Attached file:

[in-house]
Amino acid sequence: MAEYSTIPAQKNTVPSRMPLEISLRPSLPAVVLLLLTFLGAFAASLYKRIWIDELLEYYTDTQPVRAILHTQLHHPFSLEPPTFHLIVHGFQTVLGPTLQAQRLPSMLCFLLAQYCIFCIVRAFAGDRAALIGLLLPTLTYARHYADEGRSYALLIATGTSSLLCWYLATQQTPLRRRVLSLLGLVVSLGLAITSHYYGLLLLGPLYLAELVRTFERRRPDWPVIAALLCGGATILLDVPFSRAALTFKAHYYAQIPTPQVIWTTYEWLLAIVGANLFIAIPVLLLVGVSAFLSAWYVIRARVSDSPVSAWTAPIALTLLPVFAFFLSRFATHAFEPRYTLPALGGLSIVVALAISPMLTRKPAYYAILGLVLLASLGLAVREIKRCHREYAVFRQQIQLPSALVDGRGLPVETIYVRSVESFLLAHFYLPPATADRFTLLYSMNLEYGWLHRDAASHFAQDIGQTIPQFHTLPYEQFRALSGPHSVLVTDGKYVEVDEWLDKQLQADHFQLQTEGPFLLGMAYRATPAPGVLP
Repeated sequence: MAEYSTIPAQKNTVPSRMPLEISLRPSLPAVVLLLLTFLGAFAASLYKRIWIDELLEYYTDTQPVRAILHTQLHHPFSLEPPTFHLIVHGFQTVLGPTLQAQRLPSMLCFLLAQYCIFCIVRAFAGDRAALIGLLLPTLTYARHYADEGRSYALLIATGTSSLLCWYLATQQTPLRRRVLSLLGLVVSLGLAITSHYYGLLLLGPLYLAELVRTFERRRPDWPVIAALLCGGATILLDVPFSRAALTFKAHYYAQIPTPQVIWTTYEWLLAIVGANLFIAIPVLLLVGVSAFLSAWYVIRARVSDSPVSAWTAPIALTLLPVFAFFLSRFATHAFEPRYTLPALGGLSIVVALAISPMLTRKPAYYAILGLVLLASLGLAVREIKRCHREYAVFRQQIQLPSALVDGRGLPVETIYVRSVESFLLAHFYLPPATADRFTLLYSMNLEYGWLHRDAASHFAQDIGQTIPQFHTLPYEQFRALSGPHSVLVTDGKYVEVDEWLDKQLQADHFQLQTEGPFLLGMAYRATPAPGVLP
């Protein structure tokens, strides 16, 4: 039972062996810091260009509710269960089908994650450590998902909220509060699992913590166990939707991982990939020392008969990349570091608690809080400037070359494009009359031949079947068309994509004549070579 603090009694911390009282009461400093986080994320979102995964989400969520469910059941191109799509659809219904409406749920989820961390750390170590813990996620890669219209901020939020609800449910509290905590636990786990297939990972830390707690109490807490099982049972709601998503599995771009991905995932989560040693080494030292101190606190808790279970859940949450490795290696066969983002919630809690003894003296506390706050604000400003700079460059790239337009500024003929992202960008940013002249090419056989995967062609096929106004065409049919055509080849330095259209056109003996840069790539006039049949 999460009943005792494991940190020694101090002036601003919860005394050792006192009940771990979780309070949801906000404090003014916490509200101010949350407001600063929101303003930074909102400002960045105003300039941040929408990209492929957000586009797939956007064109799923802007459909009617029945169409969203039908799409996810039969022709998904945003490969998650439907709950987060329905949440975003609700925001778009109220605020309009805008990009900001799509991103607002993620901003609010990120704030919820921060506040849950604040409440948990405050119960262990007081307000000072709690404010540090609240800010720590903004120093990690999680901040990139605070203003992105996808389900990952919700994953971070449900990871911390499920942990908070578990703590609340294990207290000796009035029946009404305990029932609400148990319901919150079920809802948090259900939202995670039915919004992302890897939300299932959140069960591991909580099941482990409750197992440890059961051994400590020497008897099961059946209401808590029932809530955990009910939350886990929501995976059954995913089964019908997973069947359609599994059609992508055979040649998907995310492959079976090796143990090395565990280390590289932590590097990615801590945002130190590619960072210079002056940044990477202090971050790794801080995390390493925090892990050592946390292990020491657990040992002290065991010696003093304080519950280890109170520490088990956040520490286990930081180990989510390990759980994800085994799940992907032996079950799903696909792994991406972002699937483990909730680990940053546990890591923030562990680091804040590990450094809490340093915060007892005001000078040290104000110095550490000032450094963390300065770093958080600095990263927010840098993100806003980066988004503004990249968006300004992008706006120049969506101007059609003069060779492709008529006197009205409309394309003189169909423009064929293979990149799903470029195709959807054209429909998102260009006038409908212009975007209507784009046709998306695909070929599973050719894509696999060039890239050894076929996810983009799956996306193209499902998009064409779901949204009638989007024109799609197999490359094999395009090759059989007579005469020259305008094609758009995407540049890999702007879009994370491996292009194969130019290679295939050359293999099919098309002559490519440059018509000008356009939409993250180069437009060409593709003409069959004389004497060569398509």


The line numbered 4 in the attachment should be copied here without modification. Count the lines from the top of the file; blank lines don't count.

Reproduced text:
């Protein structure tokens, strides 16, 4: 039972062996810091260009509710269960089908994650450590998902909220509060699992913590166990939707991982990939020392008969990349570091608690809080400037070359494009009359031949079947068309994509004549070579 603090009694911390009282009461400093986080994320979102995964989400969520469910059941191109799509659809219904409406749920989820961390750390170590813990996620890669219209901020939020609800449910509290905590636990786990297939990972830390707690109490807490099982049972709601998503599995771009991905995932989560040693080494030292101190606190808790279970859940949450490795290696066969983002919630809690003894003296506390706050604000400003700079460059790239337009500024003929992202960008940013002249090419056989995967062609096929106004065409049919055509080849330095259209056109003996840069790539006039049949 999460009943005792494991940190020694101090002036601003919860005394050792006192009940771990979780309070949801906000404090003014916490509200101010949350407001600063929101303003930074909102400002960045105003300039941040929408990209492929957000586009797939956007064109799923802007459909009617029945169409969203039908799409996810039969022709998904945003490969998650439907709950987060329905949440975003609700925001778009109220605020309009805008990009900001799509991103607002993620901003609010990120704030919820921060506040849950604040409440948990405050119960262990007081307000000072709690404010540090609240800010720590903004120093990690999680901040990139605070203003992105996808389900990952919700994953971070449900990871911390499920942990908070578990703590609340294990207290000796009035029946009404305990029932609400148990319901919150079920809802948090259900939202995670039915919004992302890897939300299932959140069960591991909580099941482990409750197992440890059961051994400590020497008897099961059946209401808590029932809530955990009910939350886990929501995976059954995913089964019908997973069947359609599994059609992508055979040649998907995310492959079976090796143990090395565990280390590289932590590097990615801590945002130190590619960072210079002056940044990477202090971050790794801080995390390493925090892990050592946390292990020491657990040992002290065991010696003093304080519950280890109170520490088990956040520490286990930081180990989510390990759980994800085994799940992907032996079950799903696909792994991406972002699937483990909730680990940053546990890591923030562990680091804040590990450094809490340093915060007892005001000078040290104000110095550490000032450094963390300065770093958080600095990263927010840098993100806003980066988004503004990249968006300004992008706006120049969506101007059609003069060779492709008529006197009205409309394309003189169909423009064929293979990149799903470029195709959807054209429909998102260009006038409908212009975007209507784009046709998306695909070929599973050719894509696999060039890239050894076929996810983009799956996306193209499902998009064409779901949204009638989007024109799609197999490359094999395009090759059989007579005469020259305008094609758009995407540049890999702007879009994370491996292009194969130019290679295939050359293999099919098309002559490519440059018509000008356009939409993250180069437009060409593709003409069959004389004497060569398509």